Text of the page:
Testing for cholera proper requires laboratory testing – facilities for which are severely limited.

For example, out in Habur Zulaymah, a rural mountainous district in Amran Province 135 kilometres north of Sana’a that has emerged in the past few weeks as one of the worst-affected areas, separating suspected cholera patients from others is impossible let alone testing for the disease.

“We have no space to isolate patients,” said Doctor Yayha Ali Amer, director of the only hospital around. He told IRIN he was scared the situation would get worse, “especially when you have pneumonia patients mixed with cholera [patients in the same ward].”

The rural access factor

While the initial focus was on urban centres like Sana’a – where the epidemic is indeed severe – cholera was also catching on under the radar in areas where health centres are few and far between and where aid agencies have less of a traditional presence. Official tallies have been shooting up as statistics emerge from rural areas.

“Health services which have already been dysfunctional were not there as a first place of contact,” said Oxfam’s Sajid. “So information came in first from health centres located in urban areas.”

This lack of reliable information combined with the lack of facilities has proved disastrous in remote areas.

“Once the epidemic happened, they didn’t have the infrastructure to manage and mitigate it, so it exploded,” Sajid explained.

Hutchinson of Action contre La Faim said that although various parties to the war were keen to facilitiate the cholera response, she was worried access issues would prolong and exacerbate the epidemic.

“We are worried that we will not be able to effectively reach all areas necessary with prevention and treatment, and that these areas will act as ‘wells’ of cholera that will cause recurrent outbreaks. The critical food security and malnutrition crisis will further aggravate the situation, as will the rapidly deteriorating situation of the health care system in the country.”

In Habur Zulaymah, Doctor Amer said aid agencies had begun to call and establish a presence, but that “nothing much changed here in the hospital”.

“We lack medical solutions [for rehydration] and resources,” he added.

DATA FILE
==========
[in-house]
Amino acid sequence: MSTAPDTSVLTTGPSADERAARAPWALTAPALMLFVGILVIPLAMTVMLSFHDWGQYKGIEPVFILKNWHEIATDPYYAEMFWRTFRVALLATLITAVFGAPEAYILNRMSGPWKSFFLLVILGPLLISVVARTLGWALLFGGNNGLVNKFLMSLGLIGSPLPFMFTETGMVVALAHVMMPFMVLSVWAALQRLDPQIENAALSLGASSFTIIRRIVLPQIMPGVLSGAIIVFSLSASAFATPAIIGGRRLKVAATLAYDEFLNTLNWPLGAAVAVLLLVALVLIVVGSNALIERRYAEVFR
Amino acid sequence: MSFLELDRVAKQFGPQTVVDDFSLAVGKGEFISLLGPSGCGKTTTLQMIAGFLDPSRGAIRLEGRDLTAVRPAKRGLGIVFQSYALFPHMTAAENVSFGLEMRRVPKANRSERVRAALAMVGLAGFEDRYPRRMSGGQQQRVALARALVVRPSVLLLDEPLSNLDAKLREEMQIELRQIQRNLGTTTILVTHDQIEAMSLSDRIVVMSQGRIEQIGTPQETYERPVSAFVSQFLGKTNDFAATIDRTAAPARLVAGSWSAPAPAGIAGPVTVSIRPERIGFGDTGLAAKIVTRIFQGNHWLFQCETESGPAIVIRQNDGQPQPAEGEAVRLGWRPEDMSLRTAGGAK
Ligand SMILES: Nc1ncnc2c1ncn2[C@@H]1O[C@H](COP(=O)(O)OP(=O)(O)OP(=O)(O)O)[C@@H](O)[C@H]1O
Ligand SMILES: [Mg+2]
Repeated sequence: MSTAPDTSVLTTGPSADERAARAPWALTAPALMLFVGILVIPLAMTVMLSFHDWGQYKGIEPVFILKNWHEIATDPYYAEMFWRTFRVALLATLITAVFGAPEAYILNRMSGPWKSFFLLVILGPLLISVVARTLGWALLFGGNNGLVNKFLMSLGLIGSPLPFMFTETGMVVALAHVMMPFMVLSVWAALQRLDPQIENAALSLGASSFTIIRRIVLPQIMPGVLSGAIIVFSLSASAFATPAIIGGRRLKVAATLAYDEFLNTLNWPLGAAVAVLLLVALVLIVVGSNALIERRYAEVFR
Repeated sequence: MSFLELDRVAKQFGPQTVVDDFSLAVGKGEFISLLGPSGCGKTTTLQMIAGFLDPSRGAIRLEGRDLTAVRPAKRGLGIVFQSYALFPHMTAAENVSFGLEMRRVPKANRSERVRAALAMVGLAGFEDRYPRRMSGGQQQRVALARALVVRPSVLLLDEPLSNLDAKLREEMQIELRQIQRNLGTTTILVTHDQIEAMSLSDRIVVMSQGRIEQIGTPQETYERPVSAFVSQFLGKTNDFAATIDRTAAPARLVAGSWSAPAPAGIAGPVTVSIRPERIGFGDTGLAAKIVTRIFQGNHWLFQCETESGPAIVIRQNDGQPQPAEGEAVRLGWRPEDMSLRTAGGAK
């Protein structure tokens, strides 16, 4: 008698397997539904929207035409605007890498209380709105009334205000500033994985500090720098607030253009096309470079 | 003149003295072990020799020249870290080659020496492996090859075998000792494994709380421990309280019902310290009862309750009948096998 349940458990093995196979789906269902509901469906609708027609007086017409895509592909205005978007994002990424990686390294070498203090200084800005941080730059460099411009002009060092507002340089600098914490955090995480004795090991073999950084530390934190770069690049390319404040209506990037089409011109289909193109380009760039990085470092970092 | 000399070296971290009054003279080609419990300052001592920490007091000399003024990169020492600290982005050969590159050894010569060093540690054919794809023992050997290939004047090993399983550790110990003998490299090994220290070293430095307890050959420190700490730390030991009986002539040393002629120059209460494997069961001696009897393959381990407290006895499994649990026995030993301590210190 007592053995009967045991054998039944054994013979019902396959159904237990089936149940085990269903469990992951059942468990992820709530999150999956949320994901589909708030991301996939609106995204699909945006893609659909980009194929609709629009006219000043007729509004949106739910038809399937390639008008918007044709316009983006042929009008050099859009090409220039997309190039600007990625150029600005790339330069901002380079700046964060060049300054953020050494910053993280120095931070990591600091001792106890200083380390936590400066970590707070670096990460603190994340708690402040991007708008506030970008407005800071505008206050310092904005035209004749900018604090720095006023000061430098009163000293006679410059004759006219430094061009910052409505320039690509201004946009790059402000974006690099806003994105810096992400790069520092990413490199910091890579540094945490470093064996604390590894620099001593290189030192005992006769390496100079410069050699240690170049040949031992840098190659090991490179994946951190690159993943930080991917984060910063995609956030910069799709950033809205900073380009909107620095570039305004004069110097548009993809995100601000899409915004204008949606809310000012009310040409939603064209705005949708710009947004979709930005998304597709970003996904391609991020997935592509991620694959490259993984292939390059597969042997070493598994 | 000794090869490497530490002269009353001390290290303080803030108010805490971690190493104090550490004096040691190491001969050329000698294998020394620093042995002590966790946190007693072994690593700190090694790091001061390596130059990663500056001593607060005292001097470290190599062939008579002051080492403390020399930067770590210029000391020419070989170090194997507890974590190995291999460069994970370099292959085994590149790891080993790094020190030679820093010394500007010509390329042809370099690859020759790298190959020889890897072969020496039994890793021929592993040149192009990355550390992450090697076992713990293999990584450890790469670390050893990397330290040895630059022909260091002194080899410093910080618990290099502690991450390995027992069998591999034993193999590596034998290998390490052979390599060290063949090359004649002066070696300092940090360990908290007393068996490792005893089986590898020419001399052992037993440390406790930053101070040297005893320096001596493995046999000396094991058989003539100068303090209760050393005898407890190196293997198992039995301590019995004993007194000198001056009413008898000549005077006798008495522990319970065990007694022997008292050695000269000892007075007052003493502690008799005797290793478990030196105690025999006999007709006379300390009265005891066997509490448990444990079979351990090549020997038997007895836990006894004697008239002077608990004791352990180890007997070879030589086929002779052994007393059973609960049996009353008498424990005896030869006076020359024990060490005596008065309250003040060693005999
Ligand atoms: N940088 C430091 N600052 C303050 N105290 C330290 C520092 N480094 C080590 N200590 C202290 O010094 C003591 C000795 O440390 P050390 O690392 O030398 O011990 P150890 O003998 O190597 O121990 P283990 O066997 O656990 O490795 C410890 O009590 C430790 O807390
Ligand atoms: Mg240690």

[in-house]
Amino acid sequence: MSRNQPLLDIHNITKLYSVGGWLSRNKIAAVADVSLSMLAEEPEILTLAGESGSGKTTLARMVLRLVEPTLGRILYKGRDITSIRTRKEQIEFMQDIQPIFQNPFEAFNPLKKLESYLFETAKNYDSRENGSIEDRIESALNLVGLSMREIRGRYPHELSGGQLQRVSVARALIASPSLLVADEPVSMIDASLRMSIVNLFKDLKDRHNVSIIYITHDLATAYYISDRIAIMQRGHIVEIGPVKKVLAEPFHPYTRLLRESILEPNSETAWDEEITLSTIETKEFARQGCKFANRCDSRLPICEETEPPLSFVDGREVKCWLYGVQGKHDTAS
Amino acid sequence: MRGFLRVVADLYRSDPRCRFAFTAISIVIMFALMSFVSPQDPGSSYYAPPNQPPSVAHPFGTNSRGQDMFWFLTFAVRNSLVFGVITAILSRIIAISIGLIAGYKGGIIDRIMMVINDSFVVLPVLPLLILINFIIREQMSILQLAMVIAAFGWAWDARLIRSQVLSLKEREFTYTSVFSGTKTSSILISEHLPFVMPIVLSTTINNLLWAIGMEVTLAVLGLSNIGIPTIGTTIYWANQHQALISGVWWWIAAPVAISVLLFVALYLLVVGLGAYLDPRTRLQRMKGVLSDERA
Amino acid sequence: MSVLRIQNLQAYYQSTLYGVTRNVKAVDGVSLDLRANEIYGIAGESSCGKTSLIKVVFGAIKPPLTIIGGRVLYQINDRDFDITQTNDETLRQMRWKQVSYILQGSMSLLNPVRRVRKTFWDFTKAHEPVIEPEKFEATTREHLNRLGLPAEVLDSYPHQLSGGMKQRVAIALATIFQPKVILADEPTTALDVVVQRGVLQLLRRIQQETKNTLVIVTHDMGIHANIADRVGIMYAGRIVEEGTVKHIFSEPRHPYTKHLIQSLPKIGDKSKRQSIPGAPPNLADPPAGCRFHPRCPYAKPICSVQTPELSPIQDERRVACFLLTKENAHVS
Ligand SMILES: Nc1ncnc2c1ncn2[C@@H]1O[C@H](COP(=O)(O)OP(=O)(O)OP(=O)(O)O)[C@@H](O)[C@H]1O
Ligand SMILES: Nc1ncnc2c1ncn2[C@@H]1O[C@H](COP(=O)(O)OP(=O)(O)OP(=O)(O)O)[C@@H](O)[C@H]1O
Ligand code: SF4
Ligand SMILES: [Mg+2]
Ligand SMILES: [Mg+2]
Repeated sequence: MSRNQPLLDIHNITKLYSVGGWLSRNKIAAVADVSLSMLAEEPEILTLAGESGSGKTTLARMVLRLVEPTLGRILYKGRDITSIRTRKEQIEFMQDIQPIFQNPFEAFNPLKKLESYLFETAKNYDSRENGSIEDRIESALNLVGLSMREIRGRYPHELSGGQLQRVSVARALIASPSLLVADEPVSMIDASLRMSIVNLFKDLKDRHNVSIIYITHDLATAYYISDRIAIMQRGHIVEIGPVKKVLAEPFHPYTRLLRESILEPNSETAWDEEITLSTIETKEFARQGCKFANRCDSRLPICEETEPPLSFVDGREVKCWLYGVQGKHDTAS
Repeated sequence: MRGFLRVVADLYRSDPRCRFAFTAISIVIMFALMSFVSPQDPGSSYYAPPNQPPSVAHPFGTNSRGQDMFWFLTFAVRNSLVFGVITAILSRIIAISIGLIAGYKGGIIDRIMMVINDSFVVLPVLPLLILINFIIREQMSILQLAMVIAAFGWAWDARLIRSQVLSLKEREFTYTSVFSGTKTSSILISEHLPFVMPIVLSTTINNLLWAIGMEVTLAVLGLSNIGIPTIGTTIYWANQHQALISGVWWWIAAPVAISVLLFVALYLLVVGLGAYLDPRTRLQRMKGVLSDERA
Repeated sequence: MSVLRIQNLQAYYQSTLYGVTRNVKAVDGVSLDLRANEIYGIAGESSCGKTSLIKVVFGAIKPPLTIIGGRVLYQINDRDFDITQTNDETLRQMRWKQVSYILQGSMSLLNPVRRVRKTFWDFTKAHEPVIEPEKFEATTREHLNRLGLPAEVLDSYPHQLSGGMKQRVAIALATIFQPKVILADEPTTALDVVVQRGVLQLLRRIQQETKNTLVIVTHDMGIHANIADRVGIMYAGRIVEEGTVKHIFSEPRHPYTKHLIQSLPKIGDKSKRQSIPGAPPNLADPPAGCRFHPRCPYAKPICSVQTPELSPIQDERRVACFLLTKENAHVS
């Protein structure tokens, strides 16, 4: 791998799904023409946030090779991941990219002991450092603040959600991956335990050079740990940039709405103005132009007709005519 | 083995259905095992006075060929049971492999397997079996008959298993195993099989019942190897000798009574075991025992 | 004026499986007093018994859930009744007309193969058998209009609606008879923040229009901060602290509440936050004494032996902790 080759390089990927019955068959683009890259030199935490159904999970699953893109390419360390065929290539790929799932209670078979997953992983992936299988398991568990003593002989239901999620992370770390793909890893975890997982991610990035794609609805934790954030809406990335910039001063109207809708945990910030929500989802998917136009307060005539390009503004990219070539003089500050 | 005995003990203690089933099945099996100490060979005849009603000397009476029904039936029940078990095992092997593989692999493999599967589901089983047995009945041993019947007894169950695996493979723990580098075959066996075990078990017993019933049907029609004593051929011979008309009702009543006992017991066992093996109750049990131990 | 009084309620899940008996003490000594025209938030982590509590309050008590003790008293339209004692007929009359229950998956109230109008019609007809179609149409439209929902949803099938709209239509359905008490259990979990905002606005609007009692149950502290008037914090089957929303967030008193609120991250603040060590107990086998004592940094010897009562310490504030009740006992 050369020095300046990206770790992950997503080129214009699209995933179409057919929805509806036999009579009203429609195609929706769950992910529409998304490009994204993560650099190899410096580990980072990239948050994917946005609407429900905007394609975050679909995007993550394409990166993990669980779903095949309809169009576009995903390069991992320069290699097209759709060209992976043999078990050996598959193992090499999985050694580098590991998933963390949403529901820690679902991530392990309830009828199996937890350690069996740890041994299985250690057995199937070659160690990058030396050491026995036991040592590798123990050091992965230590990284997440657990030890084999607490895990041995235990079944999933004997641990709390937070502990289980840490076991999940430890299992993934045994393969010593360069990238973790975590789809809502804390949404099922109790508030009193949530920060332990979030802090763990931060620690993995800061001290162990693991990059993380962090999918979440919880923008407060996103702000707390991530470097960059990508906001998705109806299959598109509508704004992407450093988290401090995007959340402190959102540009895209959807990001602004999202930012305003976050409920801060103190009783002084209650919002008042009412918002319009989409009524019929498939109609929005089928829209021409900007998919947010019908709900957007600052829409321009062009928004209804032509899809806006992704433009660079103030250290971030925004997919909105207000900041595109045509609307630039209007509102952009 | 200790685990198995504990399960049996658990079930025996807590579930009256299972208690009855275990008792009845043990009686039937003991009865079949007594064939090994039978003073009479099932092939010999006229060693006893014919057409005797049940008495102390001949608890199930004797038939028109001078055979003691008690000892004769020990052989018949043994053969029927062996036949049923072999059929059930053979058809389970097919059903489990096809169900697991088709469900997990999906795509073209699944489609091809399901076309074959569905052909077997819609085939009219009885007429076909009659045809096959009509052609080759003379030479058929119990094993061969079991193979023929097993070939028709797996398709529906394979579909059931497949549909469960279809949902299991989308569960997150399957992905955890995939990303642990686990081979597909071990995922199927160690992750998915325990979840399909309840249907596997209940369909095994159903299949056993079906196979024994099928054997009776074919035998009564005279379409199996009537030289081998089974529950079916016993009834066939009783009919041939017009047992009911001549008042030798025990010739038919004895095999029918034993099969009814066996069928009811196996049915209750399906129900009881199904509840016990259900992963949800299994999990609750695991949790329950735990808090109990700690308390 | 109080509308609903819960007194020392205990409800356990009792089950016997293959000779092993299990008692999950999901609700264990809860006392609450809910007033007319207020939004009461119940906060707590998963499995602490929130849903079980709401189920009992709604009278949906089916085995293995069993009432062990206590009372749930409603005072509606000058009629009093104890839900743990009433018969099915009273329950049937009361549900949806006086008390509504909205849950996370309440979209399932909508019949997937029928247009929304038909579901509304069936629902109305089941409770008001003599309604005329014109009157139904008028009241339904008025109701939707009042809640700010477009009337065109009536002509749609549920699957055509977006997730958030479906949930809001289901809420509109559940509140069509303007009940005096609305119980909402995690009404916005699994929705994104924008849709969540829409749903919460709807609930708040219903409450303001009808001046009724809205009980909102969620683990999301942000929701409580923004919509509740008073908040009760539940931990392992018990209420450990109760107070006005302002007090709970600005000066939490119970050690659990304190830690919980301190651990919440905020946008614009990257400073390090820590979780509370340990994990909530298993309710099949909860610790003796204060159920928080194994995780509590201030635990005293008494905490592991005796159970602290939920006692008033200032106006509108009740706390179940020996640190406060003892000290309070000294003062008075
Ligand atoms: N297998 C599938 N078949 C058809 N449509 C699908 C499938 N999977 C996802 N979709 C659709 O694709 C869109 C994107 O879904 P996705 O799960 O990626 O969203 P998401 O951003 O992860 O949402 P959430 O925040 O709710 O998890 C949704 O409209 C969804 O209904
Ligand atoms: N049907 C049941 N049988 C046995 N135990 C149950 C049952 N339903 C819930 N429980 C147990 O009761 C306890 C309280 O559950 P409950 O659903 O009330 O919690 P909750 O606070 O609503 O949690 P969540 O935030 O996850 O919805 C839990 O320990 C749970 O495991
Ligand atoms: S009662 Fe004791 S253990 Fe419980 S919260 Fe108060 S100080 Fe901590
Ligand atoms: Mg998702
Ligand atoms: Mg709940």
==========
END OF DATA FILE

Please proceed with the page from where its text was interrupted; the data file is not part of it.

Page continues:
Hygiene and water

It may be host communities, not the country’s three million displaced, who are most at risk. That’s because IDPs often receive trucked or otherwise treated water.

Above all, it is poor hygiene and contaminated water that allow the disease to spread so quickly.

“Testing of both public and private wells shows widespread contamination; as do the testing of vegetables and fruits in various locations,” said UNICEF’s Madhok.

Doctor Amer told IRIN that “the majority” of people in his rural area “depend on stagnant water ponds, from which they drink and wash.” Some people use water that runs through valleys, but “the majority defecate outdoors and along [the same valley] routes through which the water passes,” he added.

Moohialdin Alzekri/UNICEF
UNICEF is helping to provide chlorinated drinking water

Amer said his neighbours had now received some clean water from aid agencies, along with guidance. Education is part of the UN’s cholera strategy – there are messages running on radio, billboards, and television advising on hygiene practices and urging the sick to seek help before it’s too late. Workers are also being trained to go door to door, to check for symptoms and encourage treatment.

But Doctor Ali, of Johns Hopkins Bloomberg School of Public Health, argued that while education and rebuilding infrastructure are key, the only quick fix is to deploy the vaccine – the WHO has stocks for just this purpose – and do it fast.

“In an emergency situation, the only solution is vaccination… My understanding is that Yemen should immediately vaccinate the people to stop transmission,” he said, adding: “Vaccination – you don’t need labs, you don’t need hospitals.”

But how successful a mass vaccination campaign might be in a time of war, when access to many parts of the country ranges from dangerous to impossible, remains a critical question.

UNICEF’s Madhok told IRIN a decision on vaccine deployment was imminent: “UNICEF Supply Division is informed and on standby to procure and supply the vaccine from and beyond the stockpile.”

Whatever happens, the people of Yemen are standing by.

With additional reporting by Shuaib Almosawa

(TOP PHOTO: Yehya Abdullah, four years old, travelled an hour and half with his mother to reach an MSF cholera treatment centre in Khamer, Amran Province. Nuha Haider/MSF)